With the inception of PAX-BRATANICA, in this country towards the end of the last century, there was always a Legal Department with the Attorney-General as its head. This Attorney-General was stricto-sensu a civil servant and pari of the executive arm of the British Colonial Administration. In the Attorney-General’s Department or Legal Department were serving legal officers designated as CROWN COUNSEL. With the introduction of the 1960 Constitution which brought into being the concept of ministerial or cabinet form of government with the Prime Minister as the head of a Cabinet of Ministers, the Attorney-General continued to be a civil servant, while a new cabinet post of Minister for Justice was created. The Constitution of 1963 made the office of Attorney-General unmistakably political either at the centre or in any of the three regions of Nigeria at that time. The various constitutions provided that the Attorney-General shall be a member either of the House of Parliament or Senate or of a Legislative House of a region. The constitution of 1960 made provisions for the office of a DIRECTOR OF PUBLIC PROSECUTIONS who was not under the MINISTER OF JUSTICE. This state of affairs subsisted until the coming into force of the 1963 Constitution which placed the Director of Public Prosecutions under the Attorney-General and Minister for Justice. Thus we had under the 1963 Constitution, an Attorney-General who was a politician with the portfolio of Justice and thus the head of that Ministry. Under him was the Solicitor-General and Permanent Secretary of that Ministry and the Director of Public Prosecutions both of whom were civil servants. With the advent of the military administration of 1966, Decree No. 55 of that year effected a restructuring of the status of the Attorney-General as follows:- ‘(1) The Head of the National Military Government may, if he thinks fit, appoint a person to be Attorney-General of the Republic. (1a) The functions of the Attorney-General of the Republic shall include the exercise, subject to the authority of the Executive Council, of general direction and control over the National Ministry of Justice, (1b) Whenever and so long as no person holds the office of Attorney-General of the Republic, any function which is conferred by this Constitution or any other law upon the Attorney-General of the Republic shall vest in the Solicitor-General of the Republic and may be performed by him notwithstanding anything in sub-section (4) of this section.’ Identically worded modification were inserted in the Constitutions of the Regions and later of the States. All these provisions operated within the framework of the 1963 Constitution modelled after the West minister Cabinet form of government as amended by the various decrees of the intervening military administrations up to 30th September, 1979. On the coming into force of the Presidential form of civilian administration on 1st October, 1979, a new office of Attorney-General was created for the Federation who was also a minister in the government. Section 138 of the Constitution makes provision for this. Similarly section 176 makes provisions for the appointment of an Attorney-General for a State, who shall be a Commissioner of the government of that State.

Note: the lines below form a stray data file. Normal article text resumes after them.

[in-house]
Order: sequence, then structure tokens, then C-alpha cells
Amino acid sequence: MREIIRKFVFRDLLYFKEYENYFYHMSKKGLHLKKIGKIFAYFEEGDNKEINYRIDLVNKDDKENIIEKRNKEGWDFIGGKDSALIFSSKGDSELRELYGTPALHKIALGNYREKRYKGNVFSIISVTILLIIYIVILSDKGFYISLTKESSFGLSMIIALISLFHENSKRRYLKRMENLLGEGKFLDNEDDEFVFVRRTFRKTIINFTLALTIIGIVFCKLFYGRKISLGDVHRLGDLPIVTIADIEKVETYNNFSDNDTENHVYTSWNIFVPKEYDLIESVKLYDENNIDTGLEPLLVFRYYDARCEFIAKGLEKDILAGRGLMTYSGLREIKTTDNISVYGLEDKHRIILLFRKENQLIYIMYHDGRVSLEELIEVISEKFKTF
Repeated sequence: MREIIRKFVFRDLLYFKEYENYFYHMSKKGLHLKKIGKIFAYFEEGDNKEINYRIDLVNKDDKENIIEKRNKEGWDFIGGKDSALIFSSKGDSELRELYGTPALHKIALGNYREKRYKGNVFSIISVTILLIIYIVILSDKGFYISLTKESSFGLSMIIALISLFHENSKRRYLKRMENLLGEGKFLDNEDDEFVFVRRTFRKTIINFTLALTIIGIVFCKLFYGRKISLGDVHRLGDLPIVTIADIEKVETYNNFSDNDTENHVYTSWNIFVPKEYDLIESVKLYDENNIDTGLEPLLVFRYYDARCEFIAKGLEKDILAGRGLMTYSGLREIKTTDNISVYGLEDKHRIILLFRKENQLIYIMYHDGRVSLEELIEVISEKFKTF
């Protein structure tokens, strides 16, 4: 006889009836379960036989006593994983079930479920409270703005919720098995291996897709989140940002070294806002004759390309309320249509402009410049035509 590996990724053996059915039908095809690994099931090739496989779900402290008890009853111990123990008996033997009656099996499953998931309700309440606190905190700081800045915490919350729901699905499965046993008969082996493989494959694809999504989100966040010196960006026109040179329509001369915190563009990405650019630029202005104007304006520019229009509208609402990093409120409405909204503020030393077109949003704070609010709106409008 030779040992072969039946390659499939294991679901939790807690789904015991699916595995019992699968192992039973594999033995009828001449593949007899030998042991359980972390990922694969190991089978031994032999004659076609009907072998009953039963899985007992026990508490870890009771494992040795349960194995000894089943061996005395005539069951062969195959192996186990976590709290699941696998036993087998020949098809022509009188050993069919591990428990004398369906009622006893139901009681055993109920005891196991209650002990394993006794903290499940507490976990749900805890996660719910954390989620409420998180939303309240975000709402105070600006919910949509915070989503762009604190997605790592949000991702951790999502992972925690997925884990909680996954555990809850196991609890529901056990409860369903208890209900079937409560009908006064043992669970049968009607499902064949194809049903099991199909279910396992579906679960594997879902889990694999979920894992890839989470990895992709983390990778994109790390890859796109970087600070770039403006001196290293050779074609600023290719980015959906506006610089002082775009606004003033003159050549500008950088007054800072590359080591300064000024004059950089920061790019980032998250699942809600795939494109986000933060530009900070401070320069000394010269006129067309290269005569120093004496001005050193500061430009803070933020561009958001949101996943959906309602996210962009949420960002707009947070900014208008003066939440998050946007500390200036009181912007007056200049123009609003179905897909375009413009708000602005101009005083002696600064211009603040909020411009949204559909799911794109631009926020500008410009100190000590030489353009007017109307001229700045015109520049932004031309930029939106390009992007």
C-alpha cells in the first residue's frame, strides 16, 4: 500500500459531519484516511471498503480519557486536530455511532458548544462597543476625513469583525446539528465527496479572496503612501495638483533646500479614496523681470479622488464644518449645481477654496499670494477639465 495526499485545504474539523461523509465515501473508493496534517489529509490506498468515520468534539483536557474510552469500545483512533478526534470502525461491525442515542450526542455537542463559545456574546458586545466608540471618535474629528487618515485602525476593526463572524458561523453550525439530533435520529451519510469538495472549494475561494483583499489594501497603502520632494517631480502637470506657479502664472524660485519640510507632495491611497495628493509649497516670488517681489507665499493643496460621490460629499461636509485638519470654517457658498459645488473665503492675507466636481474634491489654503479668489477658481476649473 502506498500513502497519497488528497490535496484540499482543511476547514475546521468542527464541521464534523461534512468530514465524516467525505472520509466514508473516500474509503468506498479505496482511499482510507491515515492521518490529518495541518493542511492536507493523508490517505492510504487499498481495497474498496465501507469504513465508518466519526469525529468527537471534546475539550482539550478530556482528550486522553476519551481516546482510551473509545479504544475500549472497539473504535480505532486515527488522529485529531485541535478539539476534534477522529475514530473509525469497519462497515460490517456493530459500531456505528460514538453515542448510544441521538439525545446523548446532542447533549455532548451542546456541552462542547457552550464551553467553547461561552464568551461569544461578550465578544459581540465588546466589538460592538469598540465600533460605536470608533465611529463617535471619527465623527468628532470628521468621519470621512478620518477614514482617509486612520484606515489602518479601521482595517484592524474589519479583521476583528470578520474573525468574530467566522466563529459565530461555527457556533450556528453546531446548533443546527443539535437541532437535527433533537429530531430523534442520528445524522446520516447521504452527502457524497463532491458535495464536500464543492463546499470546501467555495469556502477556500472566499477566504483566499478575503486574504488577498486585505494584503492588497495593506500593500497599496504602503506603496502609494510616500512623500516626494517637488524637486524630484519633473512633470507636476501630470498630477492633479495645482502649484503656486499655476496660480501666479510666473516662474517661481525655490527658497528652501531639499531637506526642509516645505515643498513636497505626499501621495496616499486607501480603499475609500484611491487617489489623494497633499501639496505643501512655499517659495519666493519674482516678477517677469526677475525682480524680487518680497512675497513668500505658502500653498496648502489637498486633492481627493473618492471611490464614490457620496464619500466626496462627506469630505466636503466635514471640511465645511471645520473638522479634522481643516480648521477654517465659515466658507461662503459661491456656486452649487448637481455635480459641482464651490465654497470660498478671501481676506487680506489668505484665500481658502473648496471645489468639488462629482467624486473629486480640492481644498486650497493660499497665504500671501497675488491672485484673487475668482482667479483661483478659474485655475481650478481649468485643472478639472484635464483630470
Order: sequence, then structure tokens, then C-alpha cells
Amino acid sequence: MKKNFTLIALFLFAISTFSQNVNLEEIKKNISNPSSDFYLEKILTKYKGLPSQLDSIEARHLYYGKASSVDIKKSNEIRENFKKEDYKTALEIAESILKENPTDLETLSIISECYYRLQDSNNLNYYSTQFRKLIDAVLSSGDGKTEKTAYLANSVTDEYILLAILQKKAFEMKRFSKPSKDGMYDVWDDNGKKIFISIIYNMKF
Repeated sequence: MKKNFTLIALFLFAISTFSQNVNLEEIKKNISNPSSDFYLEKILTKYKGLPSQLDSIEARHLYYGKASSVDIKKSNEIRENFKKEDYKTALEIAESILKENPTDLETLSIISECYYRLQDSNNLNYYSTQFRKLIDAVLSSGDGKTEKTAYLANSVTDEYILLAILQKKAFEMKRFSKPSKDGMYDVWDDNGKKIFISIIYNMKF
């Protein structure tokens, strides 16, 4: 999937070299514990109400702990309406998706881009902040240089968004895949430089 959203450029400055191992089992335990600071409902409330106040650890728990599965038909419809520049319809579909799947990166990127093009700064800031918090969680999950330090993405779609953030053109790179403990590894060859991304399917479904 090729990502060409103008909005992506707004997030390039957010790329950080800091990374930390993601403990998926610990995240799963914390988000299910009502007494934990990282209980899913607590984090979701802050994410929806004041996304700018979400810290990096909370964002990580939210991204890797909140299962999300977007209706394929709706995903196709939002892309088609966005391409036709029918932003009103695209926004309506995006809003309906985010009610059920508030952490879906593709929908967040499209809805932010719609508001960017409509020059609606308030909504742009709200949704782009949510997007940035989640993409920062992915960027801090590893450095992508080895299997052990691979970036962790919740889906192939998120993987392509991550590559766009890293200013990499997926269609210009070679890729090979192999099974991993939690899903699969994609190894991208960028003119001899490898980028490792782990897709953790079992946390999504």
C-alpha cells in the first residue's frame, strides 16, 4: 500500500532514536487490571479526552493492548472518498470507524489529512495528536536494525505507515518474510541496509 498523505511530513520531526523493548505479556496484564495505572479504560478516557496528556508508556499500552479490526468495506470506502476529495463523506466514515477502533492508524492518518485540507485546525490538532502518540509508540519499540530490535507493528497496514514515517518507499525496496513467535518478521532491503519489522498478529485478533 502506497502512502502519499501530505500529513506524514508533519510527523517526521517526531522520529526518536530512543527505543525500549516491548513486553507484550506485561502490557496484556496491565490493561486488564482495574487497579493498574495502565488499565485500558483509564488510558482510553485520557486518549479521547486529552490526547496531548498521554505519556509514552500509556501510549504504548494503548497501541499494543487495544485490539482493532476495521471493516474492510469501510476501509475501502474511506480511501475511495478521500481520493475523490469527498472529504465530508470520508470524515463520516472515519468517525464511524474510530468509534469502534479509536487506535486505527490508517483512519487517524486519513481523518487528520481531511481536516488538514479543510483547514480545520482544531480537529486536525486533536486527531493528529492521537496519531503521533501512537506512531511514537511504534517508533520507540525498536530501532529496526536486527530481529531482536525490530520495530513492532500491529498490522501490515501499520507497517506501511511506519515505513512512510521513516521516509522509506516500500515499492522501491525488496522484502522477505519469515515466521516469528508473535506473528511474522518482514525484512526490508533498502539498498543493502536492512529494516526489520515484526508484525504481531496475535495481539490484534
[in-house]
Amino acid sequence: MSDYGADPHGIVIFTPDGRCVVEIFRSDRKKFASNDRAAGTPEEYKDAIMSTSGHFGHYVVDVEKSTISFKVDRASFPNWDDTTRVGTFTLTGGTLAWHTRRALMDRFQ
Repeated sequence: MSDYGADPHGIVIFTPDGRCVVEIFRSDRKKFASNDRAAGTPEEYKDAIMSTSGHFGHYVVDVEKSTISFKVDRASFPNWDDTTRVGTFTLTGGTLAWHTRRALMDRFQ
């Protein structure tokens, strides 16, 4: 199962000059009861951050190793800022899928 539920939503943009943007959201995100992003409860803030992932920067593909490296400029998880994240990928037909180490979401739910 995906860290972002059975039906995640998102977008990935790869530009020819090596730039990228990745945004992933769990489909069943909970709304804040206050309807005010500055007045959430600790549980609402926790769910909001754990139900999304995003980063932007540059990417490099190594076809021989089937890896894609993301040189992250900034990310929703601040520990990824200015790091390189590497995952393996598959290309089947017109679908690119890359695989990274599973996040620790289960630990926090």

– A.G. Irikefe JSC. AG Kaduna State v. Hassan (1985) – SC.149/1984

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It is not in dispute that the Attorney-General of the Federation can be sued as a defendant in all civil matters in which a claim can properly be made against the Federal Government or any of its authorised agencies, arising from any act or omission complained of. (See Ozomo v Attorney-General Bendel State (1986) 4 NWLR (Part 36) 448). The Inspector-General of Police, who is involved in this case, is the head of the Nigeria Police Force in Nigeria. It is a force recognised by the State and Federal Governments of Nigeria and it’s a separate body created by the Constitution with special powers and responsibilities and can properly be sued. (See sections 214-216 of 1999 Constitution and Police Act Cap. 359 of Laws of Federation; 1990).

— Kalgo JSC. AG Kano State v AG Federation (2007) – SC 26/2006

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It has been firmly decided in many decided cases of this court that the Federal Attorney-General is the Chief Law Officer of the Federation; he is the custodian and protector of the Constitution. He is competent to be sued in any suit against the Federal Government or any of its agencies. Any case involving the (1) interpretation of the constitution as it affects our democratic system of governance. (2) The doctrine of separation of powers entrenched in our constitution, or any suit which poses a threat to the independence of any arm of government, the Attorney-General of the Federation must be an inevitable party.

– Adekeye, JSC. Elelu-Habeeb v. A.G Federation (2012)

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